Anyone who’s caught a Carbon Leaf show over the past three decades probably has a pretty good idea of what their values are: brotherhood, commitment, empathy, integrity, self-reliance. Founded at Randolph-Macon College in 1992, the group evolved from a houseparty cover band into something far more profound after graduation, when they moved to Richmond and made the shift to original music. The band’s first three albums helped build a devoted cult following, but it was 2001’s Echo Echo that truly brought Carbon Leaf to national attention, with lead single “The Boxer” earning the group a performance slot in front of millions of viewers at the American Music Awards.
After nearly ten years of self-releasing and grinding it out on the road (both as headliners and as guests appearing on bills alongside the likes of Dave Matthews Band, O.A.R., Jason Mraz, Blues Traveler, and Guster, among others), the band signed with Vanguard Records in 2004 for their critical and commercial breakthrough, Indian Summer, which yielded a Top 5 hit at AAA radio and garnered rave reviews everywhere from The Washington Post to WXPN.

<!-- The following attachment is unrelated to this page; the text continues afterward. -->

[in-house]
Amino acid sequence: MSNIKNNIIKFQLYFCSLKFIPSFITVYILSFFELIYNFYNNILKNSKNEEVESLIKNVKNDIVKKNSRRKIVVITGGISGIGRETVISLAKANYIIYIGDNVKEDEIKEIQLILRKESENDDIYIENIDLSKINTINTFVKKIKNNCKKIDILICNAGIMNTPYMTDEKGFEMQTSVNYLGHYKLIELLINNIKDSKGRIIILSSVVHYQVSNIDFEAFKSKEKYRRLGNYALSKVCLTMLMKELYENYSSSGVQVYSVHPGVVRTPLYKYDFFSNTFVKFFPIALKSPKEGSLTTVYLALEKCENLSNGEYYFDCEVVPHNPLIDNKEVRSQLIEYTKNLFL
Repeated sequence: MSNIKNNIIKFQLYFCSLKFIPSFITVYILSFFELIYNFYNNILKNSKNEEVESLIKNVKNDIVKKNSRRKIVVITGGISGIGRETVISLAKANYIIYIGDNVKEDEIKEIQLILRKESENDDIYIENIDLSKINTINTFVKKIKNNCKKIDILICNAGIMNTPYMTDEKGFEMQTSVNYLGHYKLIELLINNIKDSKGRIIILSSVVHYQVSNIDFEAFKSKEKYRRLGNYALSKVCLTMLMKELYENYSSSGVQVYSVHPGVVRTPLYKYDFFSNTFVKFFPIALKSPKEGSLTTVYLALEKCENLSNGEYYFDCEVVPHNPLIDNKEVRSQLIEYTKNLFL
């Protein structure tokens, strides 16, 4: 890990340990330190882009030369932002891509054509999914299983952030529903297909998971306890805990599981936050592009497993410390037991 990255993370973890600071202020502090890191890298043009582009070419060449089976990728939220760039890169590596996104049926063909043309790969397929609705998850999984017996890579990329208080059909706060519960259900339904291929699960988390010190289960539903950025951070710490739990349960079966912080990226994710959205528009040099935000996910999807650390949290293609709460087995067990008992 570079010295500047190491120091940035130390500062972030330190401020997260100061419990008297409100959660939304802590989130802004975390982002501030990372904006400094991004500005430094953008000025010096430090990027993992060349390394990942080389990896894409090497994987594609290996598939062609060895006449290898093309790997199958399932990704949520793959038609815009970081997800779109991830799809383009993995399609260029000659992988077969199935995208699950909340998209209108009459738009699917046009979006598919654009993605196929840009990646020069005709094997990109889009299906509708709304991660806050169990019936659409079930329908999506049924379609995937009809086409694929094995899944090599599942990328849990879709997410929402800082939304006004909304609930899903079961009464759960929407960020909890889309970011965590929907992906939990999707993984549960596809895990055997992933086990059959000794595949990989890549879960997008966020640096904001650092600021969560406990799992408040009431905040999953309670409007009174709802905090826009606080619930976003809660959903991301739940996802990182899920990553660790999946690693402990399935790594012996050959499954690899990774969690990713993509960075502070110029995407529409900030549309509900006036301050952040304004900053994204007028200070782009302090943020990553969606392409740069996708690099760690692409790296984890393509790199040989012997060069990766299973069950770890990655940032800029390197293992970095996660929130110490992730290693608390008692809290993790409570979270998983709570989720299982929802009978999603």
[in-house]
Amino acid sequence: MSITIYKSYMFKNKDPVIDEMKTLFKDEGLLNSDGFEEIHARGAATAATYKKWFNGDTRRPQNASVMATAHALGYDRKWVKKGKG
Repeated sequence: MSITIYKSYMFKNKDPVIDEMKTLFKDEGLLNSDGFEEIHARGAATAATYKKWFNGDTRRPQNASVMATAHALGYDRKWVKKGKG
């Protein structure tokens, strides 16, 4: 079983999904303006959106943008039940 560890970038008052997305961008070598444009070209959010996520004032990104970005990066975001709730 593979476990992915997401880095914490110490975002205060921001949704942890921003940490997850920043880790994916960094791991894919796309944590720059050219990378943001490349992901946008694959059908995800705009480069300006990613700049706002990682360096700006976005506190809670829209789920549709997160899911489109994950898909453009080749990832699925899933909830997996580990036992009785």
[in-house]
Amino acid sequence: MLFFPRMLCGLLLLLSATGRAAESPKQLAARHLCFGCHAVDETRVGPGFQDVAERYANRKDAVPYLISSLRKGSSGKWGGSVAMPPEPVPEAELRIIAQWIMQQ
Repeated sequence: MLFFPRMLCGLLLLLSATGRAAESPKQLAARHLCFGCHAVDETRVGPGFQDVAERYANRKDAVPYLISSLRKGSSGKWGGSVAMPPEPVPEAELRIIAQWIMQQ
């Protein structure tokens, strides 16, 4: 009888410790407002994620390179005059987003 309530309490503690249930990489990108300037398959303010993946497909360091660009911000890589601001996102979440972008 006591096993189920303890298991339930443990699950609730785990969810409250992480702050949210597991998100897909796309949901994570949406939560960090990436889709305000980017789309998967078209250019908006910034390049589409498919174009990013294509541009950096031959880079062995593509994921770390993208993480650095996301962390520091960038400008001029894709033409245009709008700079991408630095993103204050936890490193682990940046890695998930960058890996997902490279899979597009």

While the band would go on to release two more similarly well-received albums with Vanguard, it soon became obvious to everyone that independence wasn’t simply an ideal for Carbon Leaf, but rather an integral part of their DNA, and so in 2010, the band parted ways with the label in order to return to their DIY roots and take complete and total control of their career.
Acting as their own label, distributor, and manager, the band cut new versions of all three Vanguard albums in order to regain the rights to the recordings, launched their own festival, and began releasing a successful series of direct-to-fan concert films, livestreams, and studio records leading up to the first installment of the Gathering series in 2018.